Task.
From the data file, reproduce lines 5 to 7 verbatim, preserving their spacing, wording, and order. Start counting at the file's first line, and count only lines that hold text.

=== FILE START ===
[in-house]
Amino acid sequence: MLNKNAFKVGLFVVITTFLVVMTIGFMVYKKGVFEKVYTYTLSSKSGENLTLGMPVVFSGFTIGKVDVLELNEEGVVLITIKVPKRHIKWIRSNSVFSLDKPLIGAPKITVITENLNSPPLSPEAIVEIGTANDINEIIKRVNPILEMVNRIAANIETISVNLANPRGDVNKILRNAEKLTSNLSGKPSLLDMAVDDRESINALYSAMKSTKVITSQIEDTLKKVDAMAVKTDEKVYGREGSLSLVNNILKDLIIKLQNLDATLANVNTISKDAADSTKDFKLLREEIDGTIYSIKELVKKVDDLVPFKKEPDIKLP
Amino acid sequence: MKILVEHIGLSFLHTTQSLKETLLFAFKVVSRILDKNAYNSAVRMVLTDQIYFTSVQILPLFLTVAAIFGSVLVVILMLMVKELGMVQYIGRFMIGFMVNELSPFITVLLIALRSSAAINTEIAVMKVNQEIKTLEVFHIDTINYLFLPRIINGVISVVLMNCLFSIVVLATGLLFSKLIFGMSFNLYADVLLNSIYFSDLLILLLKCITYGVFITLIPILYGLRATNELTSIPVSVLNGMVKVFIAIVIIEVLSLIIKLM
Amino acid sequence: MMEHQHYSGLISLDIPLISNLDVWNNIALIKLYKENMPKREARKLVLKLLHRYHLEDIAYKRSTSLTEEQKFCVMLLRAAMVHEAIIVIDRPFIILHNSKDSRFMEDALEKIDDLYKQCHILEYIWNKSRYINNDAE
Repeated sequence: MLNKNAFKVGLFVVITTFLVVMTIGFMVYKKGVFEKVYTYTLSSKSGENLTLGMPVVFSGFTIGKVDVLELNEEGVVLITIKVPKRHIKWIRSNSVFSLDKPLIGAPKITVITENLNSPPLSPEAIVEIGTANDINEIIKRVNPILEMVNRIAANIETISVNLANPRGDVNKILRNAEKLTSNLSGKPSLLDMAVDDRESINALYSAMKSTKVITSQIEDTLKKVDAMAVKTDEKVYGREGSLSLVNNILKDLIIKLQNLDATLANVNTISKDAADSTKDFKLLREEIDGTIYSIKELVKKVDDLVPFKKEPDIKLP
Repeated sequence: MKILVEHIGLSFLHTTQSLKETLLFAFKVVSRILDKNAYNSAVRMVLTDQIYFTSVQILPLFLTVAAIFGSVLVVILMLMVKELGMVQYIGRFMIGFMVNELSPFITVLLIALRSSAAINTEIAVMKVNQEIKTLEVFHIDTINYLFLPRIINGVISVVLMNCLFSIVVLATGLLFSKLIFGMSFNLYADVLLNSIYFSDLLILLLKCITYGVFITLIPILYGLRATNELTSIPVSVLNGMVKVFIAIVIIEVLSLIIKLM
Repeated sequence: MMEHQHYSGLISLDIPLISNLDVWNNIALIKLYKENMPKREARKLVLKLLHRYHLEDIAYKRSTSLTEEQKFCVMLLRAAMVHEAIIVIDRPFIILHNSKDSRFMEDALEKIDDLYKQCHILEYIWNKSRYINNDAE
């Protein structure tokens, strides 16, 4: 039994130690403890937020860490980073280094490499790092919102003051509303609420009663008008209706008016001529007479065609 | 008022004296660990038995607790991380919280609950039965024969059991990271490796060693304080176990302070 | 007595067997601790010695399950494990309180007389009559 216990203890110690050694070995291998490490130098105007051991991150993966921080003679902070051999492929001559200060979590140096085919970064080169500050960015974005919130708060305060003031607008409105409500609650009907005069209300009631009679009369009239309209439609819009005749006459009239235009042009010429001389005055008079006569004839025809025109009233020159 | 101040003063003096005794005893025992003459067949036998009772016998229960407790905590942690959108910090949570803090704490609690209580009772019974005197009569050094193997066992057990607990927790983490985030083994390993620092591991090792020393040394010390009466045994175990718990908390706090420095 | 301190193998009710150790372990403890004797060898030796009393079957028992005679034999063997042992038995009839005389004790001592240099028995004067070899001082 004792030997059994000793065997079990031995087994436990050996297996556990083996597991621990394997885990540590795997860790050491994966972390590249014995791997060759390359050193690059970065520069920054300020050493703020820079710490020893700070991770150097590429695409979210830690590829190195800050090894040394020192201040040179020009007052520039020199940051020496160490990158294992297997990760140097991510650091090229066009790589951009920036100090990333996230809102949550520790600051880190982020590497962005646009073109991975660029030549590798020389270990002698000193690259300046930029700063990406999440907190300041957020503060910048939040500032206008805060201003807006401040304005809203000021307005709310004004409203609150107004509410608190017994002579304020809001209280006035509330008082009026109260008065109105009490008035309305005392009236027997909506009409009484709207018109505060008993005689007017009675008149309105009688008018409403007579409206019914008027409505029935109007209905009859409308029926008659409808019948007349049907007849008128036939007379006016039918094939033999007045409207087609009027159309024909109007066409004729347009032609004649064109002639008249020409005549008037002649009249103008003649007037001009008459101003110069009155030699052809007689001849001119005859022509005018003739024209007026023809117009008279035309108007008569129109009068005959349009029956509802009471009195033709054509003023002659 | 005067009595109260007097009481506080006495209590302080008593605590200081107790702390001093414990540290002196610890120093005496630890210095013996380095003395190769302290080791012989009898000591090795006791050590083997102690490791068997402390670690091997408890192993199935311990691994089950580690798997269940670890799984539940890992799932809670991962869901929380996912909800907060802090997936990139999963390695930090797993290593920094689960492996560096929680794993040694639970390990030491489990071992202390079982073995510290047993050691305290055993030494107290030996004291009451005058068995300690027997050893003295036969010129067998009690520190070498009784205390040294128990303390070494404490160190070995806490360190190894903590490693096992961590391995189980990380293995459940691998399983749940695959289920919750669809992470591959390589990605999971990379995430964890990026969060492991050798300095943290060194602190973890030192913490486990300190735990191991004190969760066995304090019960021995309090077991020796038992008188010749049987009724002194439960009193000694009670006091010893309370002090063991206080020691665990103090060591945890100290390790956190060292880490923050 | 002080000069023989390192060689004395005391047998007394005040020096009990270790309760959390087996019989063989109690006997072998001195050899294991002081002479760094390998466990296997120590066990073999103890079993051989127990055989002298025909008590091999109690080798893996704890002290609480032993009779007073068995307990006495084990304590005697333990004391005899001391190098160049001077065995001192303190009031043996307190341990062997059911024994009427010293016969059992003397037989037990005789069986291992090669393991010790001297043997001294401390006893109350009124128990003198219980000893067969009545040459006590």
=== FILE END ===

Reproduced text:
Repeated sequence: MLNKNAFKVGLFVVITTFLVVMTIGFMVYKKGVFEKVYTYTLSSKSGENLTLGMPVVFSGFTIGKVDVLELNEEGVVLITIKVPKRHIKWIRSNSVFSLDKPLIGAPKITVITENLNSPPLSPEAIVEIGTANDINEIIKRVNPILEMVNRIAANIETISVNLANPRGDVNKILRNAEKLTSNLSGKPSLLDMAVDDRESINALYSAMKSTKVITSQIEDTLKKVDAMAVKTDEKVYGREGSLSLVNNILKDLIIKLQNLDATLANVNTISKDAADSTKDFKLLREEIDGTIYSIKELVKKVDDLVPFKKEPDIKLP
Repeated sequence: MKILVEHIGLSFLHTTQSLKETLLFAFKVVSRILDKNAYNSAVRMVLTDQIYFTSVQILPLFLTVAAIFGSVLVVILMLMVKELGMVQYIGRFMIGFMVNELSPFITVLLIALRSSAAINTEIAVMKVNQEIKTLEVFHIDTINYLFLPRIINGVISVVLMNCLFSIVVLATGLLFSKLIFGMSFNLYADVLLNSIYFSDLLILLLKCITYGVFITLIPILYGLRATNELTSIPVSVLNGMVKVFIAIVIIEVLSLIIKLM
Repeated sequence: MMEHQHYSGLISLDIPLISNLDVWNNIALIKLYKENMPKREARKLVLKLLHRYHLEDIAYKRSTSLTEEQKFCVMLLRAAMVHEAIIVIDRPFIILHNSKDSRFMEDALEKIDDLYKQCHILEYIWNKSRYINNDAE